Reviving the Fort St. James Green Energy Project

BioNorth Energy, a joint partnership between Nexus PMG and an Indigenous community, purchased and reopened a shuttered biomass plant in Fort St. James, British Columbia.
By Raj Daniels | April 18, 2022

The Fort St. James Green Energy Project in northern British Columbia first began commercial operations in late 2017. The 40-MW facility provided clean energy to the province, directly employing 38 individuals. But in June 2021, the facility ceased operations, leaving the bulk of a 30-year electricity purchase agreement and 20-year forestry license for fiber supply on the table. In mid-October 2021, it was announced that BioNorth Energy, a joint partnership  between Nexus PMG and an Indigenous community, had signed a purchase agreement to acquire the facility. Its revival has helped B.C. move toward its goal of a low-carbon economy.

Significance of Biomass in B.C.
Biomass energy may not receive the attention other green energy sources such as solar and wind do, but forestry biomass can accelerate B.C.’s move toward its energy plan, CleanBC. The CleanBC Roadmap to 2030 states, “B.C. uses a diverse mix of energy types to meet demands from our transportation, industry and building sectors. Clean electricity currently accounts for only 19% of the total. Low-carbon biomass and biofuels meet an additional 11%, and that proportion will rise in the future.”

Canada recognizes the importance of biomass energy for remote and Indigenous remote communities, as renewable energy can power microgrids in these areas, supporting clean energy microgrid deployment through their Clean Energy for Rural and Remote Communities program. Additionally, the clearing of biomass is a crucial part of forest management, especially as wildfires increase.

British Columbia’s forest bioeconomy acknowledges the conversion of biomass to heat, electricity and fuel as a clean energy source. While B.C. has cited “lack of accurate information on the cost and availability of residual forest biomass” is holding up the development of the first local bioeconomy in the province, the province has developed a framework for the Indigenous forest bioeconomy. This framework is based on the need for collaboration between Indigenous communities and industry in the natural resource sector. B.C. has also established the value of the bioeconomy for jobs, with bioenergy creating 0.6 to 1 jobs per 1,000 oven-dried tons of feedstock. This may not match the job creation of biochemicals and biomaterials, but bioenergy uses biomass material not suitable for other applications and advances the region toward low-carbon energy.

BioNorth Energy: An Indigenous-Industry Partnership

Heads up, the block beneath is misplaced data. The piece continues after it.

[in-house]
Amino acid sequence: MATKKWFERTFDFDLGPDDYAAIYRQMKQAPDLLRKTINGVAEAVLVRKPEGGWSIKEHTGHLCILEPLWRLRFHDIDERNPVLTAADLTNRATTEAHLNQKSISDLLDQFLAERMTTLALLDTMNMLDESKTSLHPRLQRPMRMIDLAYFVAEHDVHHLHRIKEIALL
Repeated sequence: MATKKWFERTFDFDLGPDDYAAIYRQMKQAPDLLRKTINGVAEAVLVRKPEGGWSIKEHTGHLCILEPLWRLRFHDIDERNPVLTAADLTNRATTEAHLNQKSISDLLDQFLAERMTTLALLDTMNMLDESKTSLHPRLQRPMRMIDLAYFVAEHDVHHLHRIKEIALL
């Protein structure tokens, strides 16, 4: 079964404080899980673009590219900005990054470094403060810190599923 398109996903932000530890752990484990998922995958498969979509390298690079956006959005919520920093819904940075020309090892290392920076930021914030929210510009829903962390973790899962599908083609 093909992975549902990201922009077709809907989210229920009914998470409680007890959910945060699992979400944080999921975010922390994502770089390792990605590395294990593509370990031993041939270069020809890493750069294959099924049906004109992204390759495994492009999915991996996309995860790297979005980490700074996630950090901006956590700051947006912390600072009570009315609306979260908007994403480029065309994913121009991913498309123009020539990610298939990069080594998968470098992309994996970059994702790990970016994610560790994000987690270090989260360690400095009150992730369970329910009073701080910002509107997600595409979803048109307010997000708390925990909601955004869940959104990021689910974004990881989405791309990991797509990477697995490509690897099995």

BioNorth Energy, a joint-venture partnership between the Arrow, Nak’azdli Development Corp. and Nexus PMG, has recently acquired and reopened the Fort St. James Green Energy Project. Arrow brings significant expertise in acquiring and producing biomass fiber, as well as transportation, logistics and supply chain management, with  more than 100 years of experience in successful operations in the U.S. and Canada. Nak’azdli Whu’ten and NDC provide deep knowledge of natural resources and forestry, and have relationships with other major forest tenure holders within the region.

As for Nexus PMG, the company brings a wealth of technical and operational knowledge of biomass power generation facilities, having designed, developed and commissioned over 1,000 MW of facilities around the world.

In early December 2021, 34 employees were welcomed back to the Fort St. James Energy Project to complete minor recommissioning activities. The facility is now operational, generating clean power for British Columbians, with more extensive recommissioning work being executed in spring of 2022. Additionally, the forestry license has been successfully transferred.

Smaller Footprint, Greater Impact
The deal shows what’s possible when industry and Indigenous communities identify meaningful opportunities and work incredibly hard together to turn ideas into reality. As stated by Chief Aileen Prince of Nak’azdli White’en, while many communities have minority stakes in forestry-sector projects, there are very few partnerships where an Indigenous community has a significant equity position in a multimillion-dollar project. With BioNorth Energy, Nak’azdli Whut’en has a strong voice at the table, a seat on the board, and direct involvement in the management of forest resources within their traditional territory.

BioNorth Energy believes the reopening of the Fort St. James Green Energy Project will have immediate and lasting positive impacts on the local economy and the environment. At the same time, it will demonstrate the value of Indigenous-industry relationships in the biomass sector, and green energy as a whole.

Author: Raj Daniels
Director of Strategic Partnerships and Sustainability Initiatives
Nexus PMG
[email protected]